The award, which carries CHF 100,000 in prize money, is considered one of the highest accolades for cancer researchers worldwide. The awards ceremony takes place in Zurich this Thursday in the framework of an international symposium on “Breakthroughs in Cancer Research and Therapy”.
Molecular biologist Michael Karin is to receive this year’s Charles Rodolphe Brupbacher Prize for Cancer Research in recognition of his studies on the role of chronic inflammation in the development of tumors. The award, which carries CHF 100,000 in prize money, is considered one of the highest accolades for cancer researchers worldwide. The awards ceremony takes place in Zurich this Thursday in the framework of an international symposium on “Breakthroughs in Cancer Research and Therapy”.
On Thursday, 31 January 2013, the Charles Rodolphe Brupbacher Prize will be awarded for the 11th time to a scientist for outstanding achievements in cancer research. This year’s award goes to Michael Karin, professor in the Department of Pharmacology at the University of California in San Diego.
Michael Karin is one of the most cited authors in biomedical science. He made a name for himself with his fundamental studies on the role of chronic inflammation in tumor development, such as hepatic cancer following an infection with the hepatitis B or C viruses or stomach cancer through an infection with the gastric bacterium Helicobacter pylori. A specific viral or bacterial pathogen, however, is not necessary because any chronic inflammatory damage to the intestinal mucosa carries a significantly increased risk of colon cancer. This includes immunologically induced inflammatory bowel diseases.
Evidence of causal link between inflammation and carcinogenesis
Karin is an internationally renowned expert on signaling pathways, transduction pathways that enable cells to respond to external influences. Karin is particularly interested in the influence of stress and infections. He showed how the cell’s normal signaling pathways can go awry in the event of chronic infections, with cancer as a possible consequence.
Michael Karin’s work has greatly advanced our understanding of the molecular basis of tumour development and is of vital importance in devising new strategies for prevention and therapy.
Public lecture by Gottfried Schatz and prizes for young scientists
On the eve of the award ceremony, the Brupbacher Foundation is holding a public lecture by Professor Gottfried Schatz entitled “Die tragische Substanz. Wie genetische Fehler Alterung und Krebs bewirken”. Schatz is emeritus professor of the University of Basel and a biochemist of international standing – especially in the field of mitochondria, the energy-providing powerhouses in the cell.
The last item on the symposium’s program is devoted to young scientists: Up to five junior researchers will receive a Young Investigator Award at the conclusion of the symposium on Friday morning.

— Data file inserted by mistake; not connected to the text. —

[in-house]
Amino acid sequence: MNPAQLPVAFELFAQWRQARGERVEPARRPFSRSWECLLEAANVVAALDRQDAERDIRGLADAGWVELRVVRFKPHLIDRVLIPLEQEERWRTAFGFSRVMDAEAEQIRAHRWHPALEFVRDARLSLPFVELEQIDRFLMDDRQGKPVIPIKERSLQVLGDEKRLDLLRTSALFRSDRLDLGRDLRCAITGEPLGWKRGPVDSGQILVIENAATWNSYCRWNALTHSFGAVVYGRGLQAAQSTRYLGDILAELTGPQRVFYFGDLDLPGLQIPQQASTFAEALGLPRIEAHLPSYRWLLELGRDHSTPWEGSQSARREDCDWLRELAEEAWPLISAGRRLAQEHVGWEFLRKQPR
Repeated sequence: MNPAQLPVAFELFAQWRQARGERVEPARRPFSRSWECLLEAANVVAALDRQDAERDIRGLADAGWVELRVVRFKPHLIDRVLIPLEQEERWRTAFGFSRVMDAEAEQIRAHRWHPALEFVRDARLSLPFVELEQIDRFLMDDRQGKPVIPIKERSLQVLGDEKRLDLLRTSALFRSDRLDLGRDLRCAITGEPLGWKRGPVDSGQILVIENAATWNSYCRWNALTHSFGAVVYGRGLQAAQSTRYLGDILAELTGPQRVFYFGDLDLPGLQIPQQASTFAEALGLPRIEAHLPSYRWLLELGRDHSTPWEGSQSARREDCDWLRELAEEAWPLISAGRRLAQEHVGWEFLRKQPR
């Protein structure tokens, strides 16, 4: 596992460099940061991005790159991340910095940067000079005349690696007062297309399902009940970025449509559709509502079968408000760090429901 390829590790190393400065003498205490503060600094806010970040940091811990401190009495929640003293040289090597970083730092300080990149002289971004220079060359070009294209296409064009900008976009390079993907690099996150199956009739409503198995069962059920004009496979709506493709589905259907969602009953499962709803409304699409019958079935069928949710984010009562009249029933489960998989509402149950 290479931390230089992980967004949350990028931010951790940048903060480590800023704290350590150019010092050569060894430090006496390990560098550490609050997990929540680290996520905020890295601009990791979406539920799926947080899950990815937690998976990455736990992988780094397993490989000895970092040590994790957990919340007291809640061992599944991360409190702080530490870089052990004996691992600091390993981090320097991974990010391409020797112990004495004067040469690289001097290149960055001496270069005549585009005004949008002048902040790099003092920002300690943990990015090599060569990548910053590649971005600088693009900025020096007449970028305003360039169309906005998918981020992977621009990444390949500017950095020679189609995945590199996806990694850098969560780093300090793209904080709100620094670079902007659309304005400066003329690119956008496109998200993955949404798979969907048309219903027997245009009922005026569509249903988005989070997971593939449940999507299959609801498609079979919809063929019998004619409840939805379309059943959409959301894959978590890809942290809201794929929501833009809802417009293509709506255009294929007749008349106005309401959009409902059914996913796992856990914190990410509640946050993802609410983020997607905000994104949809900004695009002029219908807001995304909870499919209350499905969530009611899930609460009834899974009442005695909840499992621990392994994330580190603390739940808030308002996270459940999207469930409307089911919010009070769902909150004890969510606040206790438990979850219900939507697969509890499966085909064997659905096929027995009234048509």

Beat Müller | Universität Zürich
Radio astronomers score high marks in the competition for EU funding
12.01.2017 | Max-Planck-Institut für Radioastronomie
Europe wide cooperation on spinal cord injury research receives 1.34 Million Euros grant
12.12.2016 | DFG-Forschungszentrum für Regenerative Therapien TU Dresden
Yersiniae cause severe intestinal infections. Studies using Yersinia pseudotuberculosis as a model organism aim to elucidate the infection mechanisms of these...
Researchers from the University of Hamburg in Germany, in collaboration with colleagues from the University of Aarhus in Denmark, have synthesized a new superconducting material by growing a few layers of an antiferromagnetic transition-metal chalcogenide on a bismuth-based topological insulator, both being non-superconducting materials.
While superconductivity and magnetism are generally believed to be mutually exclusive, surprisingly, in this new material, superconducting correlations...
Laser-driving of semimetals allows creating novel quasiparticle states within condensed matter systems and switching between different states on ultrafast time scales
Studying properties of fundamental particles in condensed matter systems is a promising approach to quantum field theory. Quasiparticles offer the opportunity...
Among the general public, solar thermal energy is currently associated with dark blue, rectangular collectors on building roofs. Technologies are needed for aesthetically high quality architecture which offer the architect more room for manoeuvre when it comes to low- and plus-energy buildings. With the “ArKol” project, researchers at Fraunhofer ISE together with partners are currently developing two façade collectors for solar thermal energy generation, which permit a high degree of design flexibility: a strip collector for opaque façade sections and a solar thermal blind for transparent sections. The current state of the two developments will be presented at the BAU 2017 trade fair.
As part of the “ArKol – development of architecturally highly integrated façade collectors with heat pipes” project, Fraunhofer ISE together with its partners...
At TU Wien, an alternative for resource intensive formwork for the construction of concrete domes was developed. It is now used in a test dome for the Austrian Federal Railways Infrastructure (ÖBB Infrastruktur).
Concrete shells are efficient structures, but not very resource efficient. The formwork for the construction of concrete domes alone requires a high amount of...
10.01.2017 | Event News
09.01.2017 | Event News
05.01.2017 | Event News
18.01.2017 | Power and Electrical Engineering
18.01.2017 | Materials Sciences
18.01.2017 | Life Sciences